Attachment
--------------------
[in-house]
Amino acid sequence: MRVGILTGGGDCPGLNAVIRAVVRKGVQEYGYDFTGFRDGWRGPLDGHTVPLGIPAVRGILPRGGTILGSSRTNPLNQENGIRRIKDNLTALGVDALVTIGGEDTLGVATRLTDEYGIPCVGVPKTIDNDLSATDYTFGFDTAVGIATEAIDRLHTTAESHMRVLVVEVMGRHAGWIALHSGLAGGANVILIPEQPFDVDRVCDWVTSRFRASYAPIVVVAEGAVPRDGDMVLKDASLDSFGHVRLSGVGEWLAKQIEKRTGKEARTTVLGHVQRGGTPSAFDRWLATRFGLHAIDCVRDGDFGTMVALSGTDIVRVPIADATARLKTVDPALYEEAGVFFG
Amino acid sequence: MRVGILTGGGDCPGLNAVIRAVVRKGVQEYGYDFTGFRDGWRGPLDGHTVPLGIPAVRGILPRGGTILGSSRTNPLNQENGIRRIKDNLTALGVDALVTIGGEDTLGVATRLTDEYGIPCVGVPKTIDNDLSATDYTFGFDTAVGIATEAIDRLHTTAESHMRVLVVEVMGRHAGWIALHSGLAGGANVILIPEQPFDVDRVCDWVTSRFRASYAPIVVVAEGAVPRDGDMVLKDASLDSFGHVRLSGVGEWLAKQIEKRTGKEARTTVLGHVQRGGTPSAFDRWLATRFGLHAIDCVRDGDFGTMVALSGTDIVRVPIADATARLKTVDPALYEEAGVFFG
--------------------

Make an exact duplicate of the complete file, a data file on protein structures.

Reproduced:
[in-house]
Amino acid sequence: MRVGILTGGGDCPGLNAVIRAVVRKGVQEYGYDFTGFRDGWRGPLDGHTVPLGIPAVRGILPRGGTILGSSRTNPLNQENGIRRIKDNLTALGVDALVTIGGEDTLGVATRLTDEYGIPCVGVPKTIDNDLSATDYTFGFDTAVGIATEAIDRLHTTAESHMRVLVVEVMGRHAGWIALHSGLAGGANVILIPEQPFDVDRVCDWVTSRFRASYAPIVVVAEGAVPRDGDMVLKDASLDSFGHVRLSGVGEWLAKQIEKRTGKEARTTVLGHVQRGGTPSAFDRWLATRFGLHAIDCVRDGDFGTMVALSGTDIVRVPIADATARLKTVDPALYEEAGVFFG
Amino acid sequence: MRVGILTGGGDCPGLNAVIRAVVRKGVQEYGYDFTGFRDGWRGPLDGHTVPLGIPAVRGILPRGGTILGSSRTNPLNQENGIRRIKDNLTALGVDALVTIGGEDTLGVATRLTDEYGIPCVGVPKTIDNDLSATDYTFGFDTAVGIATEAIDRLHTTAESHMRVLVVEVMGRHAGWIALHSGLAGGANVILIPEQPFDVDRVCDWVTSRFRASYAPIVVVAEGAVPRDGDMVLKDASLDSFGHVRLSGVGEWLAKQIEKRTGKEARTTVLGHVQRGGTPSAFDRWLATRFGLHAIDCVRDGDFGTMVALSGTDIVRVPIADATARLKTVDPALYEEAGVFFG